The Psychology of Yellow

Some of the key characteristics that are often associated with the color yellow include:

  • Warmth:

Yellow is a bright color that is often described as warm.

  • Difficult to read:

Yellow is also the most fatiguing to the eye due to the high amount of light that is reflected. Using yellow as a background on paper or computer monitors can lead to eyestrain or vision loss in extreme cases.

  • Frustration:

Yellow can also create feelings of frustration and anger. While it is considered a cheerful color, people are more likely to lose their tempers in yellow rooms and babies tend to cry more in yellow rooms.

  • Energetic:

As seen in the following quote, yellow is often perceived as being a high-energy color. It is often used in situations and products intended to create a sense of excitement or energy. It is bright and immediately grabs the eye. It can seem fresh, intense, overwhelming, or even brash and forceful in its energy. Yellow can also increase metabolism.

“Fully saturated yellow is only good for brief exposure, because its stimulating effect is so powerful that it can build up emotional energy quite quickly. I know that I would probably go nuts in a house with LEGO yellow walls. Though it should be noted that a less saturated yellow, such as that found in whipped vegetable spread (faux butter) is mildly pleasing and cheery.”

“Yellow makes me feel cheerful and energized. I love the bright sunny color and the way it makes me feel. I feel warm like summer. Perhaps sometimes startling, but then that is what energizes me.”

  • Yellow Can Be Aggressive

While it can be an energetic color, this intensity can also have a downside. Sometimes yellow can come off as very aggressive and even confrontational. In great quantities, people may be left feeling irritated or even angry when surrounded by yellow.

“I agree that there is a level of aggression and frustration associated with yellow. The walls of my school are all yellow and since the new building opened, more fights have occurred in the hallways where there is the most amount of yellow. Also, some of the classrooms that have yellow in them seen to be associated with more frustrated students.”  

“I find yellow to be a highly irritating color. When I’m in a yellow room, my agitation level increases whether I was in a good mood before I walked in it or not. One reason I believe I find it so annoying is that I’m an introvert and yellow is a very exposing and in your face type of color which are traits most introverts would naturally have an aversion to. Yellow is definitely an extrovert’s color.” 

  • Attention-grabbing:

Since yellow is the most visible color, it is also the most attention-getting color. Yellow can be used in small amount to draw notice, such as on traffic sign or advertisements.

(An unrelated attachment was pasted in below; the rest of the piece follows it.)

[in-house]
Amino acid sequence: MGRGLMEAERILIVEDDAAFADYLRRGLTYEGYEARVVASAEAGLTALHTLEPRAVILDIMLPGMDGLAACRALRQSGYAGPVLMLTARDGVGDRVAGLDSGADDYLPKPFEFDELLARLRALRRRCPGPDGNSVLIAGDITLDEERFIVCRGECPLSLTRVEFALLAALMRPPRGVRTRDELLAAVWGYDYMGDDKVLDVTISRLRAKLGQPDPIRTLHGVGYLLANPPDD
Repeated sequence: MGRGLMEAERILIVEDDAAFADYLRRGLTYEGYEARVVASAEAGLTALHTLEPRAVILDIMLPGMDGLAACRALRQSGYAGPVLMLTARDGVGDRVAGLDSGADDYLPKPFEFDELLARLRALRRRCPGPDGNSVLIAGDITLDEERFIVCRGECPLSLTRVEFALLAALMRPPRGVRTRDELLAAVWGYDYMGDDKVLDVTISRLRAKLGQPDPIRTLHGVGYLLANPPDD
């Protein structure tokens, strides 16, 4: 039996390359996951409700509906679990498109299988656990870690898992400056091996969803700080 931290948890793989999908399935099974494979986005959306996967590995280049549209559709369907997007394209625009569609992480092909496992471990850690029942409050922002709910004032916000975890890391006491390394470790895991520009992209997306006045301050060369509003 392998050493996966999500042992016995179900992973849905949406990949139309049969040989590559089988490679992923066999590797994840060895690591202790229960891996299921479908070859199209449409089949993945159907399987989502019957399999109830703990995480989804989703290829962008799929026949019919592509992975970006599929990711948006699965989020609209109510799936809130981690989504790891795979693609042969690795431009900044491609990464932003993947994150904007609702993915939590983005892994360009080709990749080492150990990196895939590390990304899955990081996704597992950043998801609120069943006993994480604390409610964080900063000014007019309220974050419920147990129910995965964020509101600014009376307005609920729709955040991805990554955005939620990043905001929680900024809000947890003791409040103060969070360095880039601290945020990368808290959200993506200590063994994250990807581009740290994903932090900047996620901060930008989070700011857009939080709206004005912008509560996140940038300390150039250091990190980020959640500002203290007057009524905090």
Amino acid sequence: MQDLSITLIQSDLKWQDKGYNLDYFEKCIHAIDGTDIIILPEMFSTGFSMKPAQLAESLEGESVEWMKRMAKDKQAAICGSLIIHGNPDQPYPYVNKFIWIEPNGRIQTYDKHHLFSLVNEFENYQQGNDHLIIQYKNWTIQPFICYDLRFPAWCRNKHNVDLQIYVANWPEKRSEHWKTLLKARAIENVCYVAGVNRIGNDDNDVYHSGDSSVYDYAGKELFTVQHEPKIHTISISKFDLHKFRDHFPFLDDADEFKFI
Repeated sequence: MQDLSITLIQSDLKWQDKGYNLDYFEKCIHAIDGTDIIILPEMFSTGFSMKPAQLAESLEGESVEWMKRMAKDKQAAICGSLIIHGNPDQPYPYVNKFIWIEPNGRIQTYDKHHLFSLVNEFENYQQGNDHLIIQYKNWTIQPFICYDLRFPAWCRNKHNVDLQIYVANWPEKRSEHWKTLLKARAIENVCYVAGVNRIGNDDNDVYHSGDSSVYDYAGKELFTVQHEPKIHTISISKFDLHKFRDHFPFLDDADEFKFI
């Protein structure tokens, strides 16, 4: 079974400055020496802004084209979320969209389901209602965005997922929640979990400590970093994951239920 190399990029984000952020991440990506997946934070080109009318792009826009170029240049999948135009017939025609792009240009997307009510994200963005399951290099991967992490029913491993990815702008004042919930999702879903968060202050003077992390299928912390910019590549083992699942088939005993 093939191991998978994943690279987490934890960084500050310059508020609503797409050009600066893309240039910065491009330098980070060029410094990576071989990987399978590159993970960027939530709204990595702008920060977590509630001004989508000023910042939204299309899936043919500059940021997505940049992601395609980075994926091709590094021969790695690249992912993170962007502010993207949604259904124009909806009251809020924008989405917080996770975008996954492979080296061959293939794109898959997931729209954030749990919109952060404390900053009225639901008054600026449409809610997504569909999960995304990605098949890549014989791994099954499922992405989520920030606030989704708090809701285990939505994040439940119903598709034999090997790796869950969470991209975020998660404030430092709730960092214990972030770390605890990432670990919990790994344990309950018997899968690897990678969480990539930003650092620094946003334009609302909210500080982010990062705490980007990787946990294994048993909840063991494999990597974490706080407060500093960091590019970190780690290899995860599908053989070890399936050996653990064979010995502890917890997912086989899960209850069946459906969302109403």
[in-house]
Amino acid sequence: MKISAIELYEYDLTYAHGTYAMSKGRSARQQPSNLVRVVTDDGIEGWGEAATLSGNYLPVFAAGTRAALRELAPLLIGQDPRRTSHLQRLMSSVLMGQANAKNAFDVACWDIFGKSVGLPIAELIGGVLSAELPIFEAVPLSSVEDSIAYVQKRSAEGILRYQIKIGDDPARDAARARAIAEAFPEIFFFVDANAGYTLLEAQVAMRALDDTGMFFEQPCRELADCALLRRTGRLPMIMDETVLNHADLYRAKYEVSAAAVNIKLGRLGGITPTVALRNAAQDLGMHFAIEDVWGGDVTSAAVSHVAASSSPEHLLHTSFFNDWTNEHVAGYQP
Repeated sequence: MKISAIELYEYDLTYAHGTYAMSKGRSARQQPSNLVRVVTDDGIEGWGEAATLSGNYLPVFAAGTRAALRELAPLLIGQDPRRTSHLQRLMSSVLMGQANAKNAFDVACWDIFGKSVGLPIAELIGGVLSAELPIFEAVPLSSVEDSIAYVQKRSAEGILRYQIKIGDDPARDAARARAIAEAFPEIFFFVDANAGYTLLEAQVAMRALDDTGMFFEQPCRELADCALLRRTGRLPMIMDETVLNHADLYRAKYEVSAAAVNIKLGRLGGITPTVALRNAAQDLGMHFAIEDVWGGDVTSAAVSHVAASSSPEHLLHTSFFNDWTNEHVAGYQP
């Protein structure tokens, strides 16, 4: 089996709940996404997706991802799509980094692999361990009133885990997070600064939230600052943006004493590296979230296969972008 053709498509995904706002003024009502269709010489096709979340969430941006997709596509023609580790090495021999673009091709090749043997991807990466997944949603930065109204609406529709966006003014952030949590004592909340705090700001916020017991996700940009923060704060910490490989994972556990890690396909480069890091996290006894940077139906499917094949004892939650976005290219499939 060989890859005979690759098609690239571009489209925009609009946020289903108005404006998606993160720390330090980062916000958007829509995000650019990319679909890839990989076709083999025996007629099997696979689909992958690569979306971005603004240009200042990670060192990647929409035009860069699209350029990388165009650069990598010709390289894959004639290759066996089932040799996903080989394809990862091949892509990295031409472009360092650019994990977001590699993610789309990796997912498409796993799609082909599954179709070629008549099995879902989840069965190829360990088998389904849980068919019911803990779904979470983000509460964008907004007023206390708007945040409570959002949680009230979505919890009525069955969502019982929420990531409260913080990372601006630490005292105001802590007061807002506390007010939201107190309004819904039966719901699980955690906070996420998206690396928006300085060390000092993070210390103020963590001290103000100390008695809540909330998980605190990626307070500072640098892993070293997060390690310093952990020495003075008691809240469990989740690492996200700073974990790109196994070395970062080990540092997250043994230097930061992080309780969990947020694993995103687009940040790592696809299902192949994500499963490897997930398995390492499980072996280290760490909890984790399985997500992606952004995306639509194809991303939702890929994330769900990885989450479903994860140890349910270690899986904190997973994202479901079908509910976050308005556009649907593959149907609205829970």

• Yellow Is Cheerful

For many people, yellow is seen as a bright and cheerful color. Advertisers may use it to not only draw attention, but also to evoke a sense of happiness.

“I had a math class room that was painted bright yellow half way through the year. It completely changed the atmosphere and everyone’s grades seemed to go up. Our math teacher joked it must be the new paint job, but I entirely believed it was. It gave a cheery atmosphere and the lessons were far more light and enjoyable!”

“The color yellow exudes brightness, light, vitality, energy, optimism, willingness to grow and outshine. Sun stars sunflower are the objects that mostly are associated with the color yellow.”

  • Yellow Is Complex

Of course, the effects of yellow can be highly varied and complex. Not everyone responds to this color in the same way. While some people might find it bright and cheery, others may find it grating and obnoxious. Some may associate it with a warm summer day, while to others it might be reminiscent of bad memories or associations.

“I like yellow. To me it’s a happy color associated with flowers and sunshine. But our kitchen is painted yellow and I find that my fiance who has a short temper almost always loses it in the kitchen. He also becomes much more impatient and argumentative. I have always suspected that it is the color of the walls. Guests also tend to eat their food faster at the kitchen table than when we entertain in the dining room (white) or outside.”

  • How does yellow make you feel?
  • Do you associate yellow with certain qualities or situations?

While the color yellow can evoke a lot of different psychological reactions, it is important to remember that these responses are often unique to the individuals. Some responses, such as the tendency to find yellow difficult to read, are more universal. Other associations are often cultural and even specific to each person thanks to differing backgrounds and experiences.

From: Very Well Mind

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